There’s more to Johnny Grey than meets the eye, though there’s plenty of “eye candy” in his designs! The lauded Brit, who was schooled as an architect, digs deep for inspiration and has a roving eye where influences are concerned. I recently attended Decorex in London to witness the debut of Grey’s new line of furniture for the modern cottage kitchen and enjoyed seeing how he brought together disciplines as diverse as Wabi-sabi and the Alexander Technique.
He’s an intrepid reader who can reel off lists of books he’s devoured, many of which have forged his soulful sensibilities. He counts among his favorites A Perfect Mess by Eric Abrahamson and David Freeman, The World of Goods by Mary Douglas and Baron Isherwood, Happiness: Lessons from a New Science by Richard Layard and House as a Mirror of Self by Clare Cooper Marcus. “I want to spread ideas to designers and homemakers about ways of embedding soul and comfort in our homes using new tools from brain research, psychology, art, food and the five senses,” he explains. “These concepts I’ve identified have come to me through ten original and powerful books that have made a lasting impression on me.”
The design industry is lucky to have Grey as a Pied Piper of sorts, especially in the current economy in which thoughts turn ever more frequently to home and comfort, less to razzle and dazzle. “Over the years many books with powerful ideas have not found tipping points,” he says. “Designers don’t have enough time to read, and they tend to stick to design books. I’d like to see that change or at the very least be a filter for the ideas that expand beyond the nuts and bolts of the trade.” Grey’s exposure to the ideas in these books are showing in his own work of late, as he’s digging deeper into his own psyche to create furniture that has meaning and mood. It was a seven-year-old Grey who envisioned his Tree Corner cupboard (pictured above) , which he debuted at Decorex. He remarks that it has taken him the five decades since to bring to life the larder-cum-cabinet with its curvaceous support fashioned from a holly tree harvested from his garden.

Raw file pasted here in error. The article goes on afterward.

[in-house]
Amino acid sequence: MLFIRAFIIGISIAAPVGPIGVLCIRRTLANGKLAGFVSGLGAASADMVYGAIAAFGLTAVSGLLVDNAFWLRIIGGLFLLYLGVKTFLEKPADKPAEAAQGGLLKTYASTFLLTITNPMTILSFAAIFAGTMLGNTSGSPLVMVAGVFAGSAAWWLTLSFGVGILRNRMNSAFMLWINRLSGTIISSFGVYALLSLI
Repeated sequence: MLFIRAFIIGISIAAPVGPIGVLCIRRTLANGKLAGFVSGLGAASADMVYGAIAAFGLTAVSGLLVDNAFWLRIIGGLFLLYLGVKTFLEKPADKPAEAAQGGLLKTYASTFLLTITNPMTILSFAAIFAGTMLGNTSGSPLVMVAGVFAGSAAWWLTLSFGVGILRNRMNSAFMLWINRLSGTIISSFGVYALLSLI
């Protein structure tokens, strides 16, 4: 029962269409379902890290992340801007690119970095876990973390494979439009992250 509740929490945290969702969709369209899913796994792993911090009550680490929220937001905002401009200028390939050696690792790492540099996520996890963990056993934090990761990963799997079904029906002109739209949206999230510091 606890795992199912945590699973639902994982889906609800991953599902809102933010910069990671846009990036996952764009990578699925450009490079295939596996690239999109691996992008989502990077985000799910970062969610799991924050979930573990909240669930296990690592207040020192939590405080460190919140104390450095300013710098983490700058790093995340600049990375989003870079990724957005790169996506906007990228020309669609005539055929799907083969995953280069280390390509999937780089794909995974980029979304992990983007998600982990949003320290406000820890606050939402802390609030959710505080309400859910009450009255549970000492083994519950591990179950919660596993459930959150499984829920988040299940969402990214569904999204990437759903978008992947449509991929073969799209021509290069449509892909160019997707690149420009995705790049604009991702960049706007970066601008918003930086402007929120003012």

You can bet he will continue to push the envelope, as this designer is not afraid to make waves. Once leading the charge to advocate the post-culinary kitchen, he’s now taking the crusade further, calling for the post-feminist kitchen where women release themselves from slavedom and join the family while preparing meals. You’ll hear him bandying about phrases like “The Unfitted Kitchen,” which he sees as a revival of bringing furniture back to the room that has become cold and sterile in many cases, and the “Living Room with a Culinary Center.” His stand at Decorex was an intimately warm example of this, replete with a down-lit coziness that could be construed as romantic on the one hand or downright calming for a bustling family on the other. Whatever the homeowner’s reality, the end-of-the-day routine would be nurtured by Grey’s vision of the “heart of the home,” and that’s just what he’s intending.
Modenus Guest blogger – Saxon Henry